Beginning Programming with Python For Dummies (2014)

Part III

Performing Common Tasks

Chapter 13

Collecting All Sorts of Data

In This Chapter

▶ Defining a collection

▶ Using tuples

▶ Using dictionaries

▶ Developing stacks using lists

▶ Using the queue module

▶ Using the deque module

eople collect all sorts of things. The CDs stacked near your entertain-ment center, the plates that are part of a series, baseball cards, and even the pens from every restaurant you’ve ever visited are all collections. The collections you encounter when you write applications are the same as the collections in the real world. A collection is simply a grouping of like items in one place and usually organized into some easily understood form.

This chapter is about collections of various sorts. The central idea behind every collection is to create an environment in which the collection is properly managed and lets you easily locate precisely what you want at any given time.

A set of bookshelves works great for storing books, DVDs, and other sorts of flat items. However, you probably put your pen collection in a holder or even a display case. The difference in storage locations doesn’t change the fact that both house collections. The same is true with computer collections. Yes, there are differences between a stack and a queue, but the main idea is to provide the means to manage data properly and make it easy to access when needed.

Understanding Collections

In Chapter 12, you’re introduced to sequences. A sequence is a succession of values that are bound together in a container. The simplest sequence is a string, which is a succession of characters. Next comes the list described in Chapter 12, which is a succession of objects. Even though a string and a list are both sequences, they have significant differences. For example, when working with a string, you set all the characters to lowercase — something 244 Part III: Performing Common Tasks

you can’t do with a list. On the other hand, lists let you append new items, which is something a string doesn’t support. Collections are simply another kind of sequence, albeit a more complex sequence than you find in either a string or list.

No matter which sequence you use, they all support two functions: index() and count(). The index() function always returns the position of a specified item in the sequence. For example, you can return the position of a character in a string or the position of an object in a list. The count() function returns the number of times a specific item appears in the list. Again, the kind of specific item depends upon the kind of sequence.

You can use collections to create database-like structures using Python. Each collection type has a different purpose, and you use the various types in specific ways. The important idea to remember is that collections are simply another kind of sequence. As with every other kind of sequence, collections always support the index() and count() functions as part of their base


Python is designed to be extensible. However, it does rely on a base set of collections that you can use to create most application types. This chapter describes the most common collections:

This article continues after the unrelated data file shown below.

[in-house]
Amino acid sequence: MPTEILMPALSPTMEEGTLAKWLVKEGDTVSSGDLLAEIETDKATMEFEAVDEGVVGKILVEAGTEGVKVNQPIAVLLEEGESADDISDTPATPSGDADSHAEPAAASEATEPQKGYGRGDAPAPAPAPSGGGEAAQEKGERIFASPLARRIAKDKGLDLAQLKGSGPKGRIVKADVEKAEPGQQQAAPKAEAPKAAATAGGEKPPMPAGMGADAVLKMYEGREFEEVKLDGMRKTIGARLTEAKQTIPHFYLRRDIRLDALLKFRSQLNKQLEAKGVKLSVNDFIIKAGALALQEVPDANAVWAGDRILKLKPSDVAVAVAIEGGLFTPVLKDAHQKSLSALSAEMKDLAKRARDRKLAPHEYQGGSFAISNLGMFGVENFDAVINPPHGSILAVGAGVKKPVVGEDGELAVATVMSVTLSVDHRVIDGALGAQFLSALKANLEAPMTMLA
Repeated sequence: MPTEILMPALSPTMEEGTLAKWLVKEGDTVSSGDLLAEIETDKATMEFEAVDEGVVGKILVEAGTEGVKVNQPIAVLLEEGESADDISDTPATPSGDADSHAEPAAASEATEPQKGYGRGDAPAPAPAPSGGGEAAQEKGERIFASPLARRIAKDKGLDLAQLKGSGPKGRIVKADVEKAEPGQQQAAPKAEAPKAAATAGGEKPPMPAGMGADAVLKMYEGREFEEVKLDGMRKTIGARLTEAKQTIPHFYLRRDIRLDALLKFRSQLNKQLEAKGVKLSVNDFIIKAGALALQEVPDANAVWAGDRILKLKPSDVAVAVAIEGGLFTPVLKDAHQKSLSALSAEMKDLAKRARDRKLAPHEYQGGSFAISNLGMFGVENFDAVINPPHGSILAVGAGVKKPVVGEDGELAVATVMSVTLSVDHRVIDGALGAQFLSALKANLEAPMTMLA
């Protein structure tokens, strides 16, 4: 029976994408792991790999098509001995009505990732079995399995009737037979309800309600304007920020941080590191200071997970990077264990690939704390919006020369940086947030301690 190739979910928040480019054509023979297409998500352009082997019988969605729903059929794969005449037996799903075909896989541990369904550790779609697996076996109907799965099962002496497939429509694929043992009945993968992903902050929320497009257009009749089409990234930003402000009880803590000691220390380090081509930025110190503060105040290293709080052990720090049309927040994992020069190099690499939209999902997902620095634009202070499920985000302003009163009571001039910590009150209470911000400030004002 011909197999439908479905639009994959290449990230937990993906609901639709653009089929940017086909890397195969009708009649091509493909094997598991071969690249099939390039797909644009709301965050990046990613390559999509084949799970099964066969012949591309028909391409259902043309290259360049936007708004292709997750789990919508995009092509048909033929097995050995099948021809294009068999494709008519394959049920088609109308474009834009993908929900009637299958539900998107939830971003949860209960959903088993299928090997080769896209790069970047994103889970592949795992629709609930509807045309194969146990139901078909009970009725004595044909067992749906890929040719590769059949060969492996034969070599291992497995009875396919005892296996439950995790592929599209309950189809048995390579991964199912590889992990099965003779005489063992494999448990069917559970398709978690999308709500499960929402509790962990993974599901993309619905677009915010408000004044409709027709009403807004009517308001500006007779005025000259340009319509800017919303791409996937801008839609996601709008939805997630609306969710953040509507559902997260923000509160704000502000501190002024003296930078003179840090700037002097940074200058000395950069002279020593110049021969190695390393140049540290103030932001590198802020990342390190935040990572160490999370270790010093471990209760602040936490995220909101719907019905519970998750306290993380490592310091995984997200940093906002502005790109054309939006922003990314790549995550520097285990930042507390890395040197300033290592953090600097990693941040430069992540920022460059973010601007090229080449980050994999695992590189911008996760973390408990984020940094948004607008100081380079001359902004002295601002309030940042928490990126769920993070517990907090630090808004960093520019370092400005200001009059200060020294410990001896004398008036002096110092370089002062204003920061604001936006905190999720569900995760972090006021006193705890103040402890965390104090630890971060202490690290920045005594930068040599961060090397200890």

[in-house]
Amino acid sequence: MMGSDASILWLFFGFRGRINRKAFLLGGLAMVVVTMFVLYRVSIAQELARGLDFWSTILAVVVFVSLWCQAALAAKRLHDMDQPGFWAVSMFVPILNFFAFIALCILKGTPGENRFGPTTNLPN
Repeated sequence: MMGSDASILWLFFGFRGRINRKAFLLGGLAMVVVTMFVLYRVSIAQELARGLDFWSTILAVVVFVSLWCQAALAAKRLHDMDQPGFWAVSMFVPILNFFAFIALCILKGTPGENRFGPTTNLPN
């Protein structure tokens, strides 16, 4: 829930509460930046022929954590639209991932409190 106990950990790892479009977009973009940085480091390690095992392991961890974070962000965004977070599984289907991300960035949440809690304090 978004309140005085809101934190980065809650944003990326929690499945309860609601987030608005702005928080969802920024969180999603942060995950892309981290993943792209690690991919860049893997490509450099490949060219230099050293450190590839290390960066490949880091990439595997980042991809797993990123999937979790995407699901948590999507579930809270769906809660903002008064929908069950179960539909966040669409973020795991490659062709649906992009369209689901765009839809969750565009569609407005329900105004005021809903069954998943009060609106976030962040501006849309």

✓ Tuple: A tuple is a collection used to create complex list-like sequences.

An advantage of tuples is that you can nest the content of a tuple. This

feature lets you create structures that can hold employee records or x-y

coordinate pairs.

✓ Dictionary: As with the real dictionaries, you create key/value pairs when using the dictionary collection (think of a word and its associated

definition). A dictionary provides incredibly fast search times and makes ordering data significantly easier.

✓ Stack: Most programming languages support stacks directly. However, Python doesn’t support the stack, although there’s a work-around for

that. A stack is a first in/first out (FIFO) sequence. Think of a pile of pancakes: You can add new pancakes to the top and also take them off

of the top. A stack is an important collection that you can simulate in

Python using a list, which is precisely what this chapter does.

✓ queue: A queue is a last in/first out (LIFO) collection. You use it to track items that need to be processed in some way. Think of a queue as a

line at the bank. You go into the line, wait your turn, and are eventually called to talk with a teller.

✓ deque: A double-ended queue (deque) is a queue-like structure that lets you add or remove items from either end, but not from the middle.

You can use a deque as a queue or a stack or any other kind of collec-

tion to which you’re adding and from which you’re removing items in

an orderly manner (in contrast to lists, tuples, and dictionaries, which

allow randomized access and management).

Chapter 13: Collecting All Sorts of Data 245

Working with Tuples

As previously mentioned, a tuple is a collection used to create complex lists, in which you can embed one tuple within another. This embedding lets you create hierarchies with tuples. A hierarchy could be something as simple as the directory listing of your hard drive or an organizational chart for your company. The idea is that you can create complex data structures using a tuple.

Tuples are immutable, which means you can’t change them. You can create

a new tuple with the same name and modify it in some way, but you can’t

modify an existing tuple. Lists are mutable, which means that you can change them. So, a tuple can seem at first to be at a disadvantage, but immutability has all sorts of advantages, such as being more secure as well as faster. In addition, immutable objects are easier to use with multiple processors.